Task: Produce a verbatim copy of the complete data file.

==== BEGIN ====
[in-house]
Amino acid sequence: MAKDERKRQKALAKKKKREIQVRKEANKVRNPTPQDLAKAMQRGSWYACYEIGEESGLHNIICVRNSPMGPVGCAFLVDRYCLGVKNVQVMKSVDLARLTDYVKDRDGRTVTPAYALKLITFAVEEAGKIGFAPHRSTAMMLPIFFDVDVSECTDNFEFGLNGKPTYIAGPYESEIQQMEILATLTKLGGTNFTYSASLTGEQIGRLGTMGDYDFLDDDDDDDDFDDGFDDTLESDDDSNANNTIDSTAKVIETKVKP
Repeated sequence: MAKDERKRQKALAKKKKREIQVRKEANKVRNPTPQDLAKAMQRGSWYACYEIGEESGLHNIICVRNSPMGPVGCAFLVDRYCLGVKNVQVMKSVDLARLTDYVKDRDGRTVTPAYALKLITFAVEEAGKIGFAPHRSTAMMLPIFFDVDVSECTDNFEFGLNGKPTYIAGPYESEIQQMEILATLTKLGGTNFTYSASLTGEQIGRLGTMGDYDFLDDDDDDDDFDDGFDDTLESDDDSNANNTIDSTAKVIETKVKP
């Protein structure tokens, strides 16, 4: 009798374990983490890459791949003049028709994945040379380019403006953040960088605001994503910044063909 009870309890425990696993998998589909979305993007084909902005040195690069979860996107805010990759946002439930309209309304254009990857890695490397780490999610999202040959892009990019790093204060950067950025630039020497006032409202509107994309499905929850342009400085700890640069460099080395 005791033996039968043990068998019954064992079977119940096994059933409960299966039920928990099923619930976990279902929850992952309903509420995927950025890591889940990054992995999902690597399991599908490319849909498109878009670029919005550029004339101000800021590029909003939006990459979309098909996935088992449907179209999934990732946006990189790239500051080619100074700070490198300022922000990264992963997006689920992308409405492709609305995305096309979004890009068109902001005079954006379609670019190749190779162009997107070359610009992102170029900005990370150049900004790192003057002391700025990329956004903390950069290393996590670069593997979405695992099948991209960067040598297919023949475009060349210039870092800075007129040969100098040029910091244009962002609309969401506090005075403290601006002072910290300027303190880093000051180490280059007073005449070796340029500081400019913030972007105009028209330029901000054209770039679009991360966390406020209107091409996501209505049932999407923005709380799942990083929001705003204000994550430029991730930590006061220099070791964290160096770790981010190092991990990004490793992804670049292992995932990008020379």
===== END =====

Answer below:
[in-house]
Amino acid sequence: MAKDERKRQKALAKKKKREIQVRKEANKVRNPTPQDLAKAMQRGSWYACYEIGEESGLHNIICVRNSPMGPVGCAFLVDRYCLGVKNVQVMKSVDLARLTDYVKDRDGRTVTPAYALKLITFAVEEAGKIGFAPHRSTAMMLPIFFDVDVSECTDNFEFGLNGKPTYIAGPYESEIQQMEILATLTKLGGTNFTYSASLTGEQIGRLGTMGDYDFLDDDDDDDDFDDGFDDTLESDDDSNANNTIDSTAKVIETKVKP
Repeated sequence: MAKDERKRQKALAKKKKREIQVRKEANKVRNPTPQDLAKAMQRGSWYACYEIGEESGLHNIICVRNSPMGPVGCAFLVDRYCLGVKNVQVMKSVDLARLTDYVKDRDGRTVTPAYALKLITFAVEEAGKIGFAPHRSTAMMLPIFFDVDVSECTDNFEFGLNGKPTYIAGPYESEIQQMEILATLTKLGGTNFTYSASLTGEQIGRLGTMGDYDFLDDDDDDDDFDDGFDDTLESDDDSNANNTIDSTAKVIETKVKP
């Protein structure tokens, strides 16, 4: 009798374990983490890459791949003049028709994945040379380019403006953040960088605001994503910044063909 009870309890425990696993998998589909979305993007084909902005040195690069979860996107805010990759946002439930309209309304254009990857890695490397780490999610999202040959892009990019790093204060950067950025630039020497006032409202509107994309499905929850342009400085700890640069460099080395 005791033996039968043990068998019954064992079977119940096994059933409960299966039920928990099923619930976990279902929850992952309903509420995927950025890591889940990054992995999902690597399991599908490319849909498109878009670029919005550029004339101000800021590029909003939006990459979309098909996935088992449907179209999934990732946006990189790239500051080619100074700070490198300022922000990264992963997006689920992308409405492709609305995305096309979004890009068109902001005079954006379609670019190749190779162009997107070359610009992102170029900005990370150049900004790192003057002391700025990329956004903390950069290393996590670069593997979405695992099948991209960067040598297919023949475009060349210039870092800075007129040969100098040029910091244009962002609309969401506090005075403290601006002072910290300027303190880093000051180490280059007073005449070796340029500081400019913030972007105009028209330029901000054209770039679009991360966390406020209107091409996501209505049932999407923005709380799942990083929001705003204000994550430029991730930590006061220099070791964290160096770790981010190092991990990004490793992804670049292992995932990008020379």